Ford has offered to refund thousands of pounds to customers whose engines have failed, following a BBC investigation.
Hundreds of customers have said their cars with Ford EcoBoost engines have overheated, causing engine failure.
Others have reported their cars with 1.6-litre EcoBoost engines have burst into flames while they were driving.
Many 1.0-litre drivers had been told they had to pay for repairs, but Ford has now said it will cover the cost and refund customers who have already paid.
The car giant said in a statement safety was its number one priority.
"Ford has already made substantial contributions towards the cost of 1.0-litre repairs, but ongoing discussions with customers show that Ford needs to go further to ensure reasonable repair costs are covered," it said.
"With any future cases, subject to being assessed and linked to potential 1.0-litre engine overheating, we will contribute 100% of the cost of repair at a Ford dealer.
"Furthermore, we will re-examine previous cases to ensure that this policy of a 100% contribution to the repair cost is applied consistently."
Ford said it had reworked 96% of affected cars.
Fiesta ST engulfed in flames 'within six minutes'
George Roberts, of Brandon, Suffolk, was driving his Fiesta ST 1.6-litre on a dual carriageway late at night when he realised his car was on fire.
He noticed an orange glow at the side of the vehicle, pulled over to the side of the road and saw the flames.
"From the whole engine being on fire to the whole car, took about six minutes," he said.
Mr Roberts said he was offered an insurance payout on his car, which he accepted despite it being less than it would have cost to replace his car with a similar model.
He said: "I've lost a lot of money through Ford, they don't seem massively bothered by it."
As for the issues with the 1.6-litre engines, Ford said it had issued a voluntary safety recall through the Driver and Vehicle Standards Agency (DVSA) in January on certain vehicles including the Focus, Kuga, C-MAX, Fiesta ST and Transit Connect models built between 2010 and 2015.
It said it was contacting customers affected by the overheating problem to arrange for a coolant sensor to be fitted.
The fault can cause the engine's cylinder head to crack, which in extreme circumstances could lead to a fire.
Ford has been aware of the issue on the 1.6-litre EcoBoost since 2012, after several engine fires in the United States. A recall was issued in the US in 2014.
'I could see there had been quite a big failure'
Gill Cronshaw, from Altrincham in Greater Manchester, was driving on a busy motorway when her Ford Focus 1.0-litre EcoBoost suffered a complete engine failure.
"There were no warning lights, there was no indication, the power just, as my foot was on the accelerator, I could just feel there was nothing left," she said.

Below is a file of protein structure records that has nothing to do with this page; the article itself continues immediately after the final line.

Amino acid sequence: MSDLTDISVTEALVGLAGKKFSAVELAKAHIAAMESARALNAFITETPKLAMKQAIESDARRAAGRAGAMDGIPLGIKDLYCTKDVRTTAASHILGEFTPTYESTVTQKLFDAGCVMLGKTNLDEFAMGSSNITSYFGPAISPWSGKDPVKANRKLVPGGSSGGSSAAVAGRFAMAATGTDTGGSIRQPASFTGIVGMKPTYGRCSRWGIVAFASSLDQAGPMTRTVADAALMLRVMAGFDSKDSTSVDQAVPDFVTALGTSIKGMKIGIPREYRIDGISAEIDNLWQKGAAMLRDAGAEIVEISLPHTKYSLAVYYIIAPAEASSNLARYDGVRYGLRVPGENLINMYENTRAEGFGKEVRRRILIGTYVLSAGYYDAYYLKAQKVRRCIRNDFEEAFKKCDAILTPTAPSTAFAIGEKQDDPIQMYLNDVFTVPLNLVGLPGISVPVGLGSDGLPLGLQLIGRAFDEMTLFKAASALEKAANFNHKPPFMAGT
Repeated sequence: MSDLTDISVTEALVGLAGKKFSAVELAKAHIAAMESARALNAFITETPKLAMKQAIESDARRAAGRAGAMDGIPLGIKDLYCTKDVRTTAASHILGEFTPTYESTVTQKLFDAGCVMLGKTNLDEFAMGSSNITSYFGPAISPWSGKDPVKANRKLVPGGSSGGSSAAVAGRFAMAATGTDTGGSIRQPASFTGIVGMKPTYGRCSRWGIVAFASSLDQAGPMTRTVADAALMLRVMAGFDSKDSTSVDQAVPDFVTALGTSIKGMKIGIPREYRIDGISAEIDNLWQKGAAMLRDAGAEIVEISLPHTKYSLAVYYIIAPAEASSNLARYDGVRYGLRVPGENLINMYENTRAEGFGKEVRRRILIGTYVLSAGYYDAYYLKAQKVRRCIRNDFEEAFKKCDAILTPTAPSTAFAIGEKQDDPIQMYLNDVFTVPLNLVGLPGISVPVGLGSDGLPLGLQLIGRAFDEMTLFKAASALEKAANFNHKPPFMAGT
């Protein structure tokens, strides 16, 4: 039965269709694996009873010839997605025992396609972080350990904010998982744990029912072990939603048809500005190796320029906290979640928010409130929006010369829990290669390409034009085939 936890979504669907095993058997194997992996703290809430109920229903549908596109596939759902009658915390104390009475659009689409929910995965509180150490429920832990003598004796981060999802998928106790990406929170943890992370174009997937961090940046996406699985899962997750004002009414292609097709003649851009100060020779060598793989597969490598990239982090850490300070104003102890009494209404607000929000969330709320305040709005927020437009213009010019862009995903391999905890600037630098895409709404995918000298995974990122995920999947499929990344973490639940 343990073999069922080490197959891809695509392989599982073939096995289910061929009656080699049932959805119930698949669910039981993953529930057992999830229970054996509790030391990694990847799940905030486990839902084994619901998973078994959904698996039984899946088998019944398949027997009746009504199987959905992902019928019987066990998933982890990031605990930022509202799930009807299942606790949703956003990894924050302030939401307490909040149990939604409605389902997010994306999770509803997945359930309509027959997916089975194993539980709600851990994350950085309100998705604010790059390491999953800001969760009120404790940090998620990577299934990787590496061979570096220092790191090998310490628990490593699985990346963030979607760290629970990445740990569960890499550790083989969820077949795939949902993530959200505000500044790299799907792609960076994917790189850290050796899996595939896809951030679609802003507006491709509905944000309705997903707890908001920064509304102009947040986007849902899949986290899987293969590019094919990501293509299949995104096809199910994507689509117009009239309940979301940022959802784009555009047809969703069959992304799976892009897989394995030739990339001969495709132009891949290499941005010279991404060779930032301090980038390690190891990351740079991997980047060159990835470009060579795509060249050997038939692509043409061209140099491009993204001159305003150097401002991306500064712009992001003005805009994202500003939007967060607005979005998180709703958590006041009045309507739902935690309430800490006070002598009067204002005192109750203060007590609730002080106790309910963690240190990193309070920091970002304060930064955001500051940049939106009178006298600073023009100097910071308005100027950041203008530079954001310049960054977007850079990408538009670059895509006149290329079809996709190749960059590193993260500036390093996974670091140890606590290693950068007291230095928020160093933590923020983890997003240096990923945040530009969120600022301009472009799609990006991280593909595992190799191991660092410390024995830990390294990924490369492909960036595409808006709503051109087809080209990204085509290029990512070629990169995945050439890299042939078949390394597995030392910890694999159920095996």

"It was the most frightening experience of my life because you just feel completely powerless."
The incident happened in March, just three weeks after her car had had a service and MOT.
When the breakdown service reached her, the engine had overheated.
"The pipe had a very clear split, there were coolant stains all inside the bonnet, so I could see there had been quite a big failure, it wasn't wear and tear.
"Car dealer Evans Halshaw confirmed that it needed a new engine at a cost of £5,500, which I was obviously horrified at."
Mrs Cronshaw said Ford offered her a contribution of 55% of the cost of a new engine, but she ended up trading it in at a loss.
Ford's 1.0-litre EcoBoost engine was introduced in 2010 and has been described by the company as a "game-changer".
It has won 10 international awards and Ford has claimed it has set the benchmark for small, fuel-efficient engines.
Louise O'Riordan, from north London, started a Facebook group after her 1.0-litre EcoBoost failed, and it now has more than 3,000 members.
"I needed to support others that are going through the same problems that we had," she said.
"It's got 3,000 members and we have over 1,200 engine failures, 1,000 of those have happened this year.
"We get over 100 [new members] a month at the moment."
'It's not just a car, it's a lifeline to us'
Sam Backhouse, from Grange Moor, Huddersfield, is caring for her husband Mally, who has terminal cancer.
She is currently without a car after her 1.0-litre EcoBoost suffered a complete loss of power.
"It was a lovely drive," she said. Then she received a letter to say it needed a replacement coolant hose.
Before she could have the work done, Mrs Backhouse said her car engine cut out.
"I noticed a light come on and it said 'service now', then the power started to go in the car. It felt sluggish," she said.
While repairs were carried out, the replacement coolant hose was also fitted, and Mrs Backhouse was told her car had a fuse problem which had been fixed.
She said just after she had driven out of the garage, the fault happened again.
She was without a car for more than a month while trying to negotiate with her dealership and finance company.
"People say 'it's just a car, but it's not just a car it's a lifeline to us."
Mrs Backhouse's finance company eventually agreed she could sell it back, although she did lose the hire purchase payments she had made over the previous 18 months.
As a lifelong Ford customer, she feels she has been let down.
"They [Ford] have not based anything in my case on what's going on with us. There is no human element," she said.
Ford has said concerned customers should email them with their vehicle registration number.
You can see the full story on BBC Inside Out Yorkshire and Lincolnshire at 19:30 BST on BBC One on Monday 1 October or via iPlayer afterwards.